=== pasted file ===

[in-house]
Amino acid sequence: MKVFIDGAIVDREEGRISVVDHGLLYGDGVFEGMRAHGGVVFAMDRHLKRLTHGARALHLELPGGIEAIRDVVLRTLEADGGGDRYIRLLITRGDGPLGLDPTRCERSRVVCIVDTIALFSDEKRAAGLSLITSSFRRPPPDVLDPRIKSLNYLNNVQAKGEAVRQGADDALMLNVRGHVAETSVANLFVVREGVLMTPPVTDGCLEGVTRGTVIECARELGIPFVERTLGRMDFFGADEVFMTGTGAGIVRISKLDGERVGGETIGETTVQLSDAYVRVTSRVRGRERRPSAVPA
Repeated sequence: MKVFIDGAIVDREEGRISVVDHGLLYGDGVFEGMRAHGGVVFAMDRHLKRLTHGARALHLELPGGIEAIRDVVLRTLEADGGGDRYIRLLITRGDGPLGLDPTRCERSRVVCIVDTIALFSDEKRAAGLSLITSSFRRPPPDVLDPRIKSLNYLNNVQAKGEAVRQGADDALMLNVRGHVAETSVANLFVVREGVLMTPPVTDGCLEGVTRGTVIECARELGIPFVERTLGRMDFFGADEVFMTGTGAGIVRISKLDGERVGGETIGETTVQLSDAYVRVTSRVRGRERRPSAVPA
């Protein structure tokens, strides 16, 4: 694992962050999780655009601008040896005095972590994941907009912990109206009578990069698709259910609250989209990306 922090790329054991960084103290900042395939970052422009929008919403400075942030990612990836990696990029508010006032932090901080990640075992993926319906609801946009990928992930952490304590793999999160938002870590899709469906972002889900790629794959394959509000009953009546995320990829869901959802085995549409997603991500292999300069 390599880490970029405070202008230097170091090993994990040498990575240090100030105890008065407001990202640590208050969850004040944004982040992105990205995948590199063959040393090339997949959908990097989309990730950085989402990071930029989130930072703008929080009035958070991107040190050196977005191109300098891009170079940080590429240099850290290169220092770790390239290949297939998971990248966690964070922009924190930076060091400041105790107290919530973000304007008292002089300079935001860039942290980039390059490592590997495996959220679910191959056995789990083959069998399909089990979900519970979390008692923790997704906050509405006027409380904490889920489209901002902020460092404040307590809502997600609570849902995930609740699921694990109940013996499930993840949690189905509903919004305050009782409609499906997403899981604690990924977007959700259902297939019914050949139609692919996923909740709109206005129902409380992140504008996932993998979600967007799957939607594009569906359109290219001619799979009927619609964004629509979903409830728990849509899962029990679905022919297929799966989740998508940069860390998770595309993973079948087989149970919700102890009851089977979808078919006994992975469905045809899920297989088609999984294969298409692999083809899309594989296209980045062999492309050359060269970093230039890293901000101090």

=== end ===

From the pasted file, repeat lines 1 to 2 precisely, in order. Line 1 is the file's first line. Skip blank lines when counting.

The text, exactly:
[in-house]
Amino acid sequence: MKVFIDGAIVDREEGRISVVDHGLLYGDGVFEGMRAHGGVVFAMDRHLKRLTHGARALHLELPGGIEAIRDVVLRTLEADGGGDRYIRLLITRGDGPLGLDPTRCERSRVVCIVDTIALFSDEKRAAGLSLITSSFRRPPPDVLDPRIKSLNYLNNVQAKGEAVRQGADDALMLNVRGHVAETSVANLFVVREGVLMTPPVTDGCLEGVTRGTVIECARELGIPFVERTLGRMDFFGADEVFMTGTGAGIVRISKLDGERVGGETIGETTVQLSDAYVRVTSRVRGRERRPSAVPA